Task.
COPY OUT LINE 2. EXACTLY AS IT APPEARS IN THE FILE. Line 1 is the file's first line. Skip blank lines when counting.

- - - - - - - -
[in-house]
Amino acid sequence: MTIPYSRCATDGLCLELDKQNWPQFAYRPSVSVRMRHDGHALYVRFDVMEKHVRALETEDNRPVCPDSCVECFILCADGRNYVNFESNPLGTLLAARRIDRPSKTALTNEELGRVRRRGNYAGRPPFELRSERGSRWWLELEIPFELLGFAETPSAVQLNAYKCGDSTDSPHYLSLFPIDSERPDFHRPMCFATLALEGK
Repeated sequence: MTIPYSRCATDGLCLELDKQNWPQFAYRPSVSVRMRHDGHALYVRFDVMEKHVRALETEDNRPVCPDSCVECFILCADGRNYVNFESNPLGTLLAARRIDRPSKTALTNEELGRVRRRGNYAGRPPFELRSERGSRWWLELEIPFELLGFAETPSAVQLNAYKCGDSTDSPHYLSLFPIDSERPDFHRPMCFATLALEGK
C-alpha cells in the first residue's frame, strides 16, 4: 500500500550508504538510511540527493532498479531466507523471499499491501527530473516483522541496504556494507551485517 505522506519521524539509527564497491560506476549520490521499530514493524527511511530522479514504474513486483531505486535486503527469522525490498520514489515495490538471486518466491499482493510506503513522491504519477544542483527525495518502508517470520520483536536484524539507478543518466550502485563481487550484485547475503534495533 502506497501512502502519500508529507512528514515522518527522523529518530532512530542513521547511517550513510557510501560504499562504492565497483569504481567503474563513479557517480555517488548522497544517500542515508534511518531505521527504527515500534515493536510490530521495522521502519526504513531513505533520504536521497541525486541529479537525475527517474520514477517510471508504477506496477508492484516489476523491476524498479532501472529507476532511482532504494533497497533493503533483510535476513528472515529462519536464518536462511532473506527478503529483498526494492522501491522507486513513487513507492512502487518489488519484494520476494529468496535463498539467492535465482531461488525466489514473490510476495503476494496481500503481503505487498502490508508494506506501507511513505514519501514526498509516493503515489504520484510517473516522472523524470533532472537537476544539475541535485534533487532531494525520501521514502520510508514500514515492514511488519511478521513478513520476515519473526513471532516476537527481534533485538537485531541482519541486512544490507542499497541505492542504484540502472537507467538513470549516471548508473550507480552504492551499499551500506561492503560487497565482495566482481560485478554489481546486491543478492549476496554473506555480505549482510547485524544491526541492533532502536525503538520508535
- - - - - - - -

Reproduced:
Amino acid sequence: MTIPYSRCATDGLCLELDKQNWPQFAYRPSVSVRMRHDGHALYVRFDVMEKHVRALETEDNRPVCPDSCVECFILCADGRNYVNFESNPLGTLLAARRIDRPSKTALTNEELGRVRRRGNYAGRPPFELRSERGSRWWLELEIPFELLGFAETPSAVQLNAYKCGDSTDSPHYLSLFPIDSERPDFHRPMCFATLALEGK